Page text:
Forecast for the Moab Area Mountains

Issued by Eric Trenbeath for Monday, December 3, 2018 - 6:35am
The avalanche danger is HIGH today in steep, mid to upper elevation terrain that faces NW-N-E, and human triggered avalanches breaking down into buried, persistent weak layers are certain in these areas. Travel in avalanche terrain is not recommended. Avalanches can also be triggered remotely so stay clear of run out zones. Stick to low angle, or low elevation terrain and slopes that face the southern half of the compass.
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Special Announcements
Grand County will be plowing routes on the mountain today and will get to Geyser Pass Trailhead later today or tomorrow. Be advised that the gate will be closed whenever they commence. For now the road is currently snow covered, rutted, and drifted with more than a foot of new snow on it though several vehicles pushed through yesterday afternoon. 4x4 and probably chains are a must, and even then it will be a challenge to reach the parking lot.
Weather and Snow
Wow, did we really get a shot! Yesterday's storm put down 19" of new snow in Gold Basin bringing totals since Friday up to 29". WSW winds averaged 25 mph along ridge tops during the first part of the storm before tapering off and shifting to the NW. Winds are currently light and it's a frigid 6 degrees at 10,000'. Today we'll see mostly sunny skies, high temps at 10,000' in the single digits, and westerly winds averaging 10-15 mph. We'll see drying conditions over the next couple of days before the next system moves in on Thursday.
It's officially game on for winter recreation in the La Sals but it's also dangerous. Almost 30" of snow since Friday has been dumped on top of our weak, fragile base and it isn't rocket science to know that this has created an unstable situation. In addition, trail breaking today will be arduous, and low angle slopes that are safe enough to ski will be difficult to get moving on.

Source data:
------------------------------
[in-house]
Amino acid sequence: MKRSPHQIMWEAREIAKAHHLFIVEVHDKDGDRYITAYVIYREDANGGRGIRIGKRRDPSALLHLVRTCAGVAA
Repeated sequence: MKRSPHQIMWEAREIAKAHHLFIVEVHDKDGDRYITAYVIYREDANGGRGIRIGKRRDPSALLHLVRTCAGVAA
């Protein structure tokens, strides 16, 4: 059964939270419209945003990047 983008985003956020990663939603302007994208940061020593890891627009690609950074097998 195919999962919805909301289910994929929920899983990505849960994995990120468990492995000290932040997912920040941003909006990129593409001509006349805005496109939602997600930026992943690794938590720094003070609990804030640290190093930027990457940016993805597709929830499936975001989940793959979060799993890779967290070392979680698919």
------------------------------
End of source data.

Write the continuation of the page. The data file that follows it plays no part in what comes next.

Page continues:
The following video was shot around noon yesterday, an additional 13" of snow has fallen since then.
New snow totals in Gold Basin (10,000')
Snow totals at the Geyser Pass Trailhead (9600')
Wind, temperature, and humidity on Pre Laurel Peak (11,700')
National Weather Service point forecast.
Avalanche Problem #1
Persistent Weak Layer
Almost 30" of snow since Friday has been added to persistent weak layers in the snowpack. These layers of weak, sugary, faceted snow are prevalent on any slope that has held snow since October. Basically any slope above about 10,000' that faces NW-N-E, and this type of terrain needs to be avoided. Human triggered avalanches up to 3' deep or more are certain in these areas. In addition, slides may be triggered remotely, and run out zones need to be given a wide berth.
This snowpit was dug around noon yesterday, an additional foot of snow now sits on top.
Avalanche Problem #2
Wind Drifted Snow
In my travels yesterday I observed wind drifts up to 30" deep along ridge crests along with cracking in the snow surface. Many of these drifts reach far back on to convex ridge crests. If walking along ridges, stay well back from the edge. A triggered wind slab on northerly facing aspects will most certainly step down into buried, persistent weak layers causing a much deeper avalanche. Avoid slopes with wind drifted snow.

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